Facebooktwitterrss

Have you ever had seen or heard about this warty looking vegetable?  The ampalaya belongs to the same family as pumpkins and watermelons.  Unlike pumpkins and watermelons, ampalaya is extremely bitter.  Recently, I brought a couple of pieces home from my grandparents’ garden in Illinois.  When I was young it was “Leslie finish your ampalaya before you can leave the dinner table.”  Believe me, it was a lot worst than what some American kids have to go through with brocolli.  After many years, I finally grew to love the last of the basic tastes, bitterness.

There are five basic tastes:  sweetness, sourness, saltiness, savoriness (umami), and bitterness.  The first taste humans love is sweetness which you can observe in candy crazed children.  As we evolve our palates seek more and more complex tastes.  Some people are extremely sensitive to bitterness so they might avoid the flavor completely, even as adults.  The ampalaya is very healthy and rich in vitamin C, vitamin B, zinc, potassium, and it’s also low in calorie.  Current research has suggested that it may also help in the treatment of Type 2 diabetes.  I have seen them sold at the Madison farmer’s market if you’re brave enough to try it.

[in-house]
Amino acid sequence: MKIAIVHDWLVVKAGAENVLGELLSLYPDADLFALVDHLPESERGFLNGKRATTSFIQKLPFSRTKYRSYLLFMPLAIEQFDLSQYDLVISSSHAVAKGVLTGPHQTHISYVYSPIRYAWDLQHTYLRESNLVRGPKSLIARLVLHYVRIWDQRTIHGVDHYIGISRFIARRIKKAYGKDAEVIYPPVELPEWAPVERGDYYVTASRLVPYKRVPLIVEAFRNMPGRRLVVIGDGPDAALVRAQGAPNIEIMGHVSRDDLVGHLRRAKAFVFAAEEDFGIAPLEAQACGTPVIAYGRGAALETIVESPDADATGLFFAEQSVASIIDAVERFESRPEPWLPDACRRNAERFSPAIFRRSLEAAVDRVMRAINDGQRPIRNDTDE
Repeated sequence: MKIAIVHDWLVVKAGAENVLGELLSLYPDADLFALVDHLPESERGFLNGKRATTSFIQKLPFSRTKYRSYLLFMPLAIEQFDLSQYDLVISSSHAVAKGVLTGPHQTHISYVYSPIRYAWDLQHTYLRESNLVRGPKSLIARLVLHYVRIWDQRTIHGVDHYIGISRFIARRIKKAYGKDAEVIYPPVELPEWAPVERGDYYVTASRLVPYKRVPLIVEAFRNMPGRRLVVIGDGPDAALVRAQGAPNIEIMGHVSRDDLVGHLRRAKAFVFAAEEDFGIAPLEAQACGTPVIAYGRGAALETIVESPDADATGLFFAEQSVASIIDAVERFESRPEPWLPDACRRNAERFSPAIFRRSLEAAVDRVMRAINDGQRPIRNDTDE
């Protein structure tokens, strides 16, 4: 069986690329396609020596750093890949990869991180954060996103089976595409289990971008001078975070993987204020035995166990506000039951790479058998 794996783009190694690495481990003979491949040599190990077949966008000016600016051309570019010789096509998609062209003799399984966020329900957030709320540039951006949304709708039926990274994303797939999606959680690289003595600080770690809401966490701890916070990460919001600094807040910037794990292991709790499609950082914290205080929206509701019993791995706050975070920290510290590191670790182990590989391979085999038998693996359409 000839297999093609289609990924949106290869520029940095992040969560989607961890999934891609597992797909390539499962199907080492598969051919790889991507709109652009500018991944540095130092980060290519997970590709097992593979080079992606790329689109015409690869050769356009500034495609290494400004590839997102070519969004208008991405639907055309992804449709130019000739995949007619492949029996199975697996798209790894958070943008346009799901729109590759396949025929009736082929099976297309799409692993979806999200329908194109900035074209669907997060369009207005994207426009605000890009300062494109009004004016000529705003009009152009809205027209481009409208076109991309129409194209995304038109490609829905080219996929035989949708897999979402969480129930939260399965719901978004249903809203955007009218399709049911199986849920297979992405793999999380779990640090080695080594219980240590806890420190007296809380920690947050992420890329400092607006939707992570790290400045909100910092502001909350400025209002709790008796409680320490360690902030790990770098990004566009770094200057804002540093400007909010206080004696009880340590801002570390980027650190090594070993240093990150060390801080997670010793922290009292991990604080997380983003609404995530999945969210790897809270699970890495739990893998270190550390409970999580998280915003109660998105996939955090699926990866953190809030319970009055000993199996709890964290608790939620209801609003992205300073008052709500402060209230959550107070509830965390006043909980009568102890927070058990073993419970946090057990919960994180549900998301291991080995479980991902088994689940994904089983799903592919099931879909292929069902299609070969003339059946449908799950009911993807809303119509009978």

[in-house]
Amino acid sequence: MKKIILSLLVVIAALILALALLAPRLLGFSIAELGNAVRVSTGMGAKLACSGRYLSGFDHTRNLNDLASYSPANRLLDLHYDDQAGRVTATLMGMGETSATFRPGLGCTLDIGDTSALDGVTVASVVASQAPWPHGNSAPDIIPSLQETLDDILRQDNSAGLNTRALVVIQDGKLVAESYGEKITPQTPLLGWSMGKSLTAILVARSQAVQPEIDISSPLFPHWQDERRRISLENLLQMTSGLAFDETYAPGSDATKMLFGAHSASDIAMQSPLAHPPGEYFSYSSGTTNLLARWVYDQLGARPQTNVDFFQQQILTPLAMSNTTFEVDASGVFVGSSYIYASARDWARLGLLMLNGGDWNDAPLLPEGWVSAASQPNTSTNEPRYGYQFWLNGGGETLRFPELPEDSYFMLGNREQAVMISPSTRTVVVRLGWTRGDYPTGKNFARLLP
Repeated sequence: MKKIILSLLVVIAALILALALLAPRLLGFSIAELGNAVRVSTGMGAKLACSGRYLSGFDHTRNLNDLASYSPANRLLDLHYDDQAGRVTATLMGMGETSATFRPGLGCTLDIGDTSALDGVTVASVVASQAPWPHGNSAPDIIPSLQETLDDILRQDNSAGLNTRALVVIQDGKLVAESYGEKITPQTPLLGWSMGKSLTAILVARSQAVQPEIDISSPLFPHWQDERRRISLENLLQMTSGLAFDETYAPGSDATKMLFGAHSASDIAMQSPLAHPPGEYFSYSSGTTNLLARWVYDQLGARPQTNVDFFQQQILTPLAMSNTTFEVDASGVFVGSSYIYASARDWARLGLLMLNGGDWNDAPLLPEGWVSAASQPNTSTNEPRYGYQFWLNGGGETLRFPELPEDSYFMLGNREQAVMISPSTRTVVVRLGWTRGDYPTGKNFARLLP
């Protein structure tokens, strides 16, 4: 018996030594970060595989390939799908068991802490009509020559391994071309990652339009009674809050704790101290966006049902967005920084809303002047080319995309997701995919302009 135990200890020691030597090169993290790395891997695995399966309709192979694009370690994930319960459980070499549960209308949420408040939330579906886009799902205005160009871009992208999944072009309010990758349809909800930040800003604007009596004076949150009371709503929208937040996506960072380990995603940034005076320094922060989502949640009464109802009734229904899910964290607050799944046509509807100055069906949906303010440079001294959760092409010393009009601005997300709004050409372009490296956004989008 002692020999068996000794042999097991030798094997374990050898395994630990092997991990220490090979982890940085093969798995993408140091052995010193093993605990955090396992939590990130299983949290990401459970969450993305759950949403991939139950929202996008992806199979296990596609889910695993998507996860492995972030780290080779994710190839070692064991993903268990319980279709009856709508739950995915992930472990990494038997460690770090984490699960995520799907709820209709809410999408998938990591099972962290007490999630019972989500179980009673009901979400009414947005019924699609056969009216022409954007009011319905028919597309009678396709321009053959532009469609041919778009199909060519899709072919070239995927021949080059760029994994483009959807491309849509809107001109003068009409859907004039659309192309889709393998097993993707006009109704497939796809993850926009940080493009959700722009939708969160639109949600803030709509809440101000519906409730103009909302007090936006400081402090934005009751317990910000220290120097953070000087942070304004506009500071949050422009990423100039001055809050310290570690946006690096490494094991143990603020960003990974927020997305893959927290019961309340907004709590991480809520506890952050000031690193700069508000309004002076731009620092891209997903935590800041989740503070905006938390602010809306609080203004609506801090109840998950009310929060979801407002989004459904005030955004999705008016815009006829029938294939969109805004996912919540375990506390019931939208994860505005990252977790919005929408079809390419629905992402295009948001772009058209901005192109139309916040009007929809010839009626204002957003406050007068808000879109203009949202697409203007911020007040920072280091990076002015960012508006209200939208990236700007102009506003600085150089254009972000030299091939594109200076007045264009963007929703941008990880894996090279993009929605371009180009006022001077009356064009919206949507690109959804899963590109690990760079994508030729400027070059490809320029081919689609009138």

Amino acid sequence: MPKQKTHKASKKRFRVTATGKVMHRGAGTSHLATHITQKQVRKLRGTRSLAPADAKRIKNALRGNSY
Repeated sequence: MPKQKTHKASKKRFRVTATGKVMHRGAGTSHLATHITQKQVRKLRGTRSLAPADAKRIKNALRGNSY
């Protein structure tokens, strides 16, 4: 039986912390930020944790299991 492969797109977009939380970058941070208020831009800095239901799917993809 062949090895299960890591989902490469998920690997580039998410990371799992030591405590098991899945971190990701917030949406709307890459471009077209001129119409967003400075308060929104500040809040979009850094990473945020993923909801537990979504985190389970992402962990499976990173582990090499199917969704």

Tippy Top Organic Garlic

To make this meal even healthier, I decided to add some garlic from Tippy Top Organic Orchard.  They are incredibly pungent and huge (that’s a penny for scale).  Each clove being twice as big as my thumb. 

Fresh Farm Eggs & Sliced Garlic

RECIPE

Itlog at Ampalaya

Ingredients

  • 1 young ampalaya (bitter melon)         *younger = less bitter
  • 2 eggs
  • 1 large garlic clove
  • 1 T. oil
  • salt
  • black pepper

Soaking Liquid

  • 1 cup water
  • 1 t. salt

Wash and clean the bitter melon.  Scoop out the pith.  Slice and soak in the saltwater solution for 15 minutes to half an hour.  The longer you soak it, the less bitter it gets.  After soaking, squeeze the vegetable pieces and gently dry with a paper towel.  Heat the oil in the pan gently.  Add the ampalaya then the garlic and sautee for about 3 minutes.  Add the beaten eggs, salt, and pepper.  Serve with steamed jasmine rice and maybe another clove of garlic 🙂 

 

Facebooktwittergoogle_plusredditpinterestlinkedintumblrmail

CC BY-NC-SA 4.0 This work is licensed under a Creative Commons Attribution-NonCommercial-ShareAlike 4.0 International License.